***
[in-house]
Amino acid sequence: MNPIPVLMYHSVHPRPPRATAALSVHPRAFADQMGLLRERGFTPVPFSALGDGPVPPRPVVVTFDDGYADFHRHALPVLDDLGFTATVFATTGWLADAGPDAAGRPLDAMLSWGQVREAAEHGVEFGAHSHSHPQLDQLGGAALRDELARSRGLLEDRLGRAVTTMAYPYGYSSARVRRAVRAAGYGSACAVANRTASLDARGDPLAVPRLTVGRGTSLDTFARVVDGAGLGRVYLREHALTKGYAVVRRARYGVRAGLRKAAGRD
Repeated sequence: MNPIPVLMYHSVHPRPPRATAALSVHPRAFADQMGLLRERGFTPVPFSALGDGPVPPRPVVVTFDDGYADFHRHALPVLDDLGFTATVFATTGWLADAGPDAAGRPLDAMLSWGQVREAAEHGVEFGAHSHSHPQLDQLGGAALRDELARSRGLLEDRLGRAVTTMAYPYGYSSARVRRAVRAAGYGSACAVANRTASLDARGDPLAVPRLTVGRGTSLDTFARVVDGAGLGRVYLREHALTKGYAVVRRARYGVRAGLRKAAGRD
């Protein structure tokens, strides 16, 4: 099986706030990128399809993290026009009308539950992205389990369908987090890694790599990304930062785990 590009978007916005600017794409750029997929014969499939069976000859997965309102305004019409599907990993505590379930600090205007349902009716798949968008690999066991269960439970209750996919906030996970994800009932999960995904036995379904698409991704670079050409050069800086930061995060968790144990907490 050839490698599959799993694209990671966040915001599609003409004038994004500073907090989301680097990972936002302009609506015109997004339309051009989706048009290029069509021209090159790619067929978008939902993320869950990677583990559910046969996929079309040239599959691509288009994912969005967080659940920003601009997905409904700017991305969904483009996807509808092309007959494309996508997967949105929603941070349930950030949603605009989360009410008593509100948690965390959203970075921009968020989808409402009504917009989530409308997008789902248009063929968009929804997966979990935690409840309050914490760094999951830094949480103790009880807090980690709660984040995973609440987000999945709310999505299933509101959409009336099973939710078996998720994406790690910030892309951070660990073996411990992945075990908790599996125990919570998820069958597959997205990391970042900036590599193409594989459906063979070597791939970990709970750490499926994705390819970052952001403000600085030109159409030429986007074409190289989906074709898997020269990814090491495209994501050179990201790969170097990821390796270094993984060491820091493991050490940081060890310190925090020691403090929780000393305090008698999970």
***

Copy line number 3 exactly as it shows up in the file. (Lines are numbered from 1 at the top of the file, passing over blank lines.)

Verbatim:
Repeated sequence: MNPIPVLMYHSVHPRPPRATAALSVHPRAFADQMGLLRERGFTPVPFSALGDGPVPPRPVVVTFDDGYADFHRHALPVLDDLGFTATVFATTGWLADAGPDAAGRPLDAMLSWGQVREAAEHGVEFGAHSHSHPQLDQLGGAALRDELARSRGLLEDRLGRAVTTMAYPYGYSSARVRRAVRAAGYGSACAVANRTASLDARGDPLAVPRLTVGRGTSLDTFARVVDGAGLGRVYLREHALTKGYAVVRRARYGVRAGLRKAAGRD